Could it be that the exhausting debate about whether reasoning, problem-solving and conceptual understanding need some serious attention in math education is near consensus? Do we have enough believers in our midst that we can move on from selling the product of a student-centered classroom and now move on to the “how”…while maintaining balance?
After spending 2 days with some of the highest quality math education professionals in our nation, I'm posting my take-aways. It’d be an interesting survey to collect your “noticings” of these from this weekend’s CA Math Council – South.
Blessed to get CMC started with my own session, Promoting Depth through Students’ Representations, we honed in on the intricacies of connecting representations. Using the premise proposed by CCSSM author Phil Daro, in Four Levels of Learning, teachers compared these 2 visuals. What is direct instruction good for...and when?
Inspired by Dan’s talk on Deleting the Textbook, and through a killer Numberless Word Problem adapted from van de Walle that exposed the progression of thinking that leads to the “invert-and-multiply” algorithm for dividing fractions, teachers experienced the student end of the 5 Practices for Orchestrating Productive Discussions. However, no teacher presented their way of thinking. Rather teachers were asked to analyze different aspects of different representations, and tried to infer and interpret what the creator of that representation was thinking, and why.
Hence, we took a deeper dive into examining what conditions should exist in the classroom that would help a teacher determine whether to have the student who created a representation “present” his or her way of thinking to the group, versus having the teacher displaying the representation and asking all students to engage in discourse about the features of that representation, BEFORE having the creator of the representation speak about it.
Can you make the connection between the visuals above and this critical distinction to consider when connecting representations? Who should be talking and when? Can you please dig into the intricate decision-making when connecting students representations that move towards learning new and important mathematics?
The current, and likely temporarily and incomplete, conclusion came as follows:
I buzz over to Tim McCaffery’s session, who’s promoting the 5 Practices through engaging in a system of linear equations task, and exposing to a large group there is a difference between having students present, and asking others to interpret what that person was thinking...ideas we've examined together over the past few months.
Steve Leinwand once again lights up the room, but really re-exposes the importance of an Exit Ticket…marking evidence of students' journey on their progress from conceptual understanding to procedural fluency.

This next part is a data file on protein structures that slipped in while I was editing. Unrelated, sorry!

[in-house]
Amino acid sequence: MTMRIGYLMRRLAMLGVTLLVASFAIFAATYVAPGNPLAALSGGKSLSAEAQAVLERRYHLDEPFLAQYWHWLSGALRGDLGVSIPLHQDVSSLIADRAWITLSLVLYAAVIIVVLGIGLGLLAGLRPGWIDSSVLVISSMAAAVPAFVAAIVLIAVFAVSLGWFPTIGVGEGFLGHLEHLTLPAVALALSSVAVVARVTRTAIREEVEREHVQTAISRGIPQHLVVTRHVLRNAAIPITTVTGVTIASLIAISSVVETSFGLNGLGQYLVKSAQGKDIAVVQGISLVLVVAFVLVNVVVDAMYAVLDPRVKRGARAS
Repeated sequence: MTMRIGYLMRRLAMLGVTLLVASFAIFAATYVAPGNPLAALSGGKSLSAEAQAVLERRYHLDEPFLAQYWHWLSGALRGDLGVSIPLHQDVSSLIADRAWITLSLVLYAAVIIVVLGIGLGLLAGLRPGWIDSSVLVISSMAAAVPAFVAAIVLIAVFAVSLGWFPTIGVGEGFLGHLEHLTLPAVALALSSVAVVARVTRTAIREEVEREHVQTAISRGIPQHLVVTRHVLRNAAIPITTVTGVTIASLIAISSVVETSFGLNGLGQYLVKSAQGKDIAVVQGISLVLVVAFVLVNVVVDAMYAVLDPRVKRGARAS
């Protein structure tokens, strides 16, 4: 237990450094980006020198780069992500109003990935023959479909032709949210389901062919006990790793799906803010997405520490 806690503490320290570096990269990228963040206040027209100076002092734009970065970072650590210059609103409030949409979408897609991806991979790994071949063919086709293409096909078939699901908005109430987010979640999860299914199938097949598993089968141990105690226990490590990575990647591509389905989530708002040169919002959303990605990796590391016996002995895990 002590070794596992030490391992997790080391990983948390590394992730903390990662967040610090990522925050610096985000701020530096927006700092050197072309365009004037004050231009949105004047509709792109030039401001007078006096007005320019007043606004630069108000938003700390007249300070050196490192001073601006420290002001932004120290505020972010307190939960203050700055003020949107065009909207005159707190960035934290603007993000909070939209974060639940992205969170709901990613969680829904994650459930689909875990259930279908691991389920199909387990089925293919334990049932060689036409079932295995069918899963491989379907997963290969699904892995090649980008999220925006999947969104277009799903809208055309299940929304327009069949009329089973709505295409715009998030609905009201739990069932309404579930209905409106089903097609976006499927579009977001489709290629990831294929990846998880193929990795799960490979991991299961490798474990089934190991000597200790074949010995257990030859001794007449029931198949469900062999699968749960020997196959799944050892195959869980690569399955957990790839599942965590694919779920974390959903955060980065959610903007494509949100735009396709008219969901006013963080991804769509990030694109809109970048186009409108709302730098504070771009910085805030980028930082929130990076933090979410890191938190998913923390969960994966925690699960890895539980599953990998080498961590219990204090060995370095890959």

Next, John Stevens and Matt Audrey inspire dozens to take a risk to give choice in students as to how they can demonstrate their understanding…and procedural fluency.
Michael Fenton lays out a case to vary the verbs in what we ask kids to do, with a general sequence of asking them to observe, estimate, sketch graphs, explain, interpret and then become increasingly more formal and precise, but only AFTER students' reasoning and ideas are out.
Bill McCallum clearly emphasized that at the lesson and unit levels, there is a great need to move from informal thinking and reasoning, over time, to the more formal, abstract and procedurally fluent ways of thinking.
Andrew Stadel then goes right at it…and exposes the powerful Math Teaching Practice #6 from Principles to Actions (#nctmp2a) stating procedural fluency happens after conceptual understanding, using estimation, number lines, and clotheslinemath to illuminate that this transition happens "over time".
For the grand finale, Dan Meyer takes the stage…repeatedly emphasizes the need to for us to help students develop the intellectual need for the conventions, procedures and skills that we want kids to have…moving them from very informal and conceptual ideas, to reason that these things (variables, arrays, grids, parentheses) actually help us, not give us more work to do. Concluding that we should be letting kids discover why we have these by briefly experiencing what mathematical life is like without them…HARDER, and do so before using them.
Please take a moment to reflect on my take-aways above, and try to connect them to the chart below from Principles to Actions. Then think about where you are, the teachers you work with are, and how we can keep the momentum moving.
CALL TO ACTION
I propose that we now have many believers in the power and importance of conceptual understanding (first) as a foundation for procedural fluency, but now is the time for us all to dig deep into the intricate “how” to make that the reality using Principles to Actions and the Standards for Mathematical Practice as our foundation.
Then, let's talk some more. In Talking Points style, do you agree, disagree, or are you unsure...and why?